Although Apple should be commended for including a standard backup application as simple and easy to use as Time Machine, it’s not very configurable. Simplicity cuts both ways: By making it a simple “on” or “off” proposition, Apple makes it much easier for home users to back up their data. But it also means it’s not obvious how to modify the settings. For example, Time Machine always uses a one-hour backup schedule, and this doesn’t fit every user’s needs. Although it’s not simple, it’s a straightforward matter to adjust the frequency of Time Machine backups.
I previously wrote about Tuning Time Machine to select which files and folders to skip when backing up, as well as How To Move OS X Time Machine Backups To A New Disk.
I love Time Machine, but it really slows down my laptop while running. Plus, my Drobo automatically spins its drives down after 15 minutes of inactivity and I didn’t want to have it spinning them up all the time. So I set about figuring out how to change the 1-hour Time Machine backup interval.
Although the main Time Machine preferences pane is sparse in the extreme, the backup applications is somewhat tunable. Settings are stored in a file, “/System/Library/LaunchDaemons/com.apple.backupd-auto.plist” and can be modified there. The setting for backup frequency is called “StartInterval” and the default is “3600”, or 3,600 seconds – that’s one hour for us plain folks!
Caution! It’s easy to cause serious trouble modifying plist files!
First, consider what your desired setting will be. I decided on 14400 seconds, or 4 hours, as a compromise between data protection and peace. I imagine some might want to try more frequent backup – maybe every half hour (1800 seconds), but don’t go too frequent. You don’t want a backup still running when the next one kicks off!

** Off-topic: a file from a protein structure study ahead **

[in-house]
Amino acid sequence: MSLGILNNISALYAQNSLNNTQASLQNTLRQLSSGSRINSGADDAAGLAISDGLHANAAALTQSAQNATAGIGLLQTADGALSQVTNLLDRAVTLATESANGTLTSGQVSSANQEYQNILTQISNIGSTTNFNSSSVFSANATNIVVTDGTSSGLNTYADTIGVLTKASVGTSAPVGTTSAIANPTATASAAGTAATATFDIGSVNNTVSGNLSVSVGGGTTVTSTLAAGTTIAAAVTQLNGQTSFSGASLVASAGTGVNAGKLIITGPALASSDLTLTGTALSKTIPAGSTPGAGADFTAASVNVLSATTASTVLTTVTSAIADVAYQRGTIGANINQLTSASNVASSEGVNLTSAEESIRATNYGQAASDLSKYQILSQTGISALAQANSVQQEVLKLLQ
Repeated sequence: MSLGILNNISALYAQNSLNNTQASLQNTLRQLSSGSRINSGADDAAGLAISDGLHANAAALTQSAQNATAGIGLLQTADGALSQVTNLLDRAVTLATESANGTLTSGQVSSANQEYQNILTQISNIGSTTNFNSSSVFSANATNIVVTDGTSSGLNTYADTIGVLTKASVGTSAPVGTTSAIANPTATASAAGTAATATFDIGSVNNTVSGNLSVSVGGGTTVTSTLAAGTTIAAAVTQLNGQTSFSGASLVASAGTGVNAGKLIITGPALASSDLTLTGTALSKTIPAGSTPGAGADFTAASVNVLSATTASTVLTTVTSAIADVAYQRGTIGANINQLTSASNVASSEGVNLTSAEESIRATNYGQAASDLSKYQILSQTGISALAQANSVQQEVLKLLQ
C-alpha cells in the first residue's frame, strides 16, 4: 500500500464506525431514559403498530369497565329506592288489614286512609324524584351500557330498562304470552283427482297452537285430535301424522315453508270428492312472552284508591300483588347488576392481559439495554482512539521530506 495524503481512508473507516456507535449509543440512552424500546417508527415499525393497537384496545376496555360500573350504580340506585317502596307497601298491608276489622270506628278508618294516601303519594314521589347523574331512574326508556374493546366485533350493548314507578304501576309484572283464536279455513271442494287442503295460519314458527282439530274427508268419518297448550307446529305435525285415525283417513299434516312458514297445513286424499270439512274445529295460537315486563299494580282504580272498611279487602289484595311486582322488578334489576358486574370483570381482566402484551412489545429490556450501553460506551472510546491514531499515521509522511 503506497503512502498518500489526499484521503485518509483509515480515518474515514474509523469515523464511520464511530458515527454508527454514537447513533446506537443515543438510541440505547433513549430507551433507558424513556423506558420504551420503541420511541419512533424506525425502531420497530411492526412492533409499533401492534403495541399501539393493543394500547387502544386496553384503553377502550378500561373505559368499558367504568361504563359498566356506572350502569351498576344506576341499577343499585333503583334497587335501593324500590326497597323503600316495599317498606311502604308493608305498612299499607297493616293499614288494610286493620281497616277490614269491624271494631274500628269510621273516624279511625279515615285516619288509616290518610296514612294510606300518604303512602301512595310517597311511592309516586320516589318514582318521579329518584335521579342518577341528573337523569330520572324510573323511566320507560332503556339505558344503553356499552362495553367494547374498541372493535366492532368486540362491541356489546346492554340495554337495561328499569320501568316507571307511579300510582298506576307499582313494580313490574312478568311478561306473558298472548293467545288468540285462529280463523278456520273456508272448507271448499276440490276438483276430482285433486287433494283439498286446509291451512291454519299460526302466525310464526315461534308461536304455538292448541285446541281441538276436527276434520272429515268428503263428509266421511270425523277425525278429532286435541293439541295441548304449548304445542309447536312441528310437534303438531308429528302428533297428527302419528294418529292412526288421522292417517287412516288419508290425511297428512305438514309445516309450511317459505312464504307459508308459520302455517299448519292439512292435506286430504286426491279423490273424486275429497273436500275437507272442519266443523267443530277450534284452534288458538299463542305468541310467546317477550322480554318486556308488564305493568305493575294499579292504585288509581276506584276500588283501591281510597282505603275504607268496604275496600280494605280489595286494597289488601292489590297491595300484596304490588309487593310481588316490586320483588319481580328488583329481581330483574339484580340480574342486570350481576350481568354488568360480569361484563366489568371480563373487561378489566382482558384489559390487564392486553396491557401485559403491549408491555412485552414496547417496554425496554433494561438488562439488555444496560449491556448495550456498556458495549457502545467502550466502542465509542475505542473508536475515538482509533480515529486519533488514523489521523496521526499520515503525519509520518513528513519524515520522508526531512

Now comes the fun part. If you’re new to the UNIX command line and the VI editor, you should read through a few times to make sure you know what to type and when!
- Open a command-line Terminal session by typing “Terminal” in Spotlight or double-clicking the “Terminal” icon in the Utilities folder under Applications.
- Make a backup of your configuration file by typing the following:
- Copy the following line to the command prompt, or carefully type it in:
- Type your password at the prompt to authenticate.
- You’re now in a text editor called VI. Although old UNIX-heads like me love it, it’s easy to make a mistake here. If in doubt, type the following key sequence (one after the other, not all together) to exit without saving your changes:
- Locate the correct key by typing the following and pressing enter:
- We’ll change that now. I’m using my choice of 14400 but you can use any number of seconds. Type the following without pressing enter:
- You should now see your new value between the brackets like so:
<key>StartInterval</key> <integer>14400</integer> <key>RunAtLoad</key>
- If you’re happy, type the following to save and exit:
- If something terribly wrong happens, you can revert to the original (saved) backup by typing the following:
- You may now exit the Terminal session.
cp /System/Library/LaunchDaemons/com.apple.backupd-auto.plist ~/Documents
sudo vi /System/Library/LaunchDaemons/com.apple.backupd-auto.plist
escape : q ! enter
escape : w q enter
sudo cp ~/Documents/com.apple.backupd-auto.plist /System/Library/LaunchDaemons/
There is no need to reboot or restart. Open the Time Machine preferences page and it should list your “Next Backup” as being four hours (or whenever) from the “Latest Backup”. Sweet!
Vaughn Stewart says
Stephen may I suggest a much simpler approach? Download TimeMachineEditor.
Worked great for me – don’t know why you want a special editor to do it.
Nicolas B. says
TimeMachineEditor makes sense *if I turn Time Machine off in the System Prefs*. I don’t like this idea.
I prefer the file editing solution.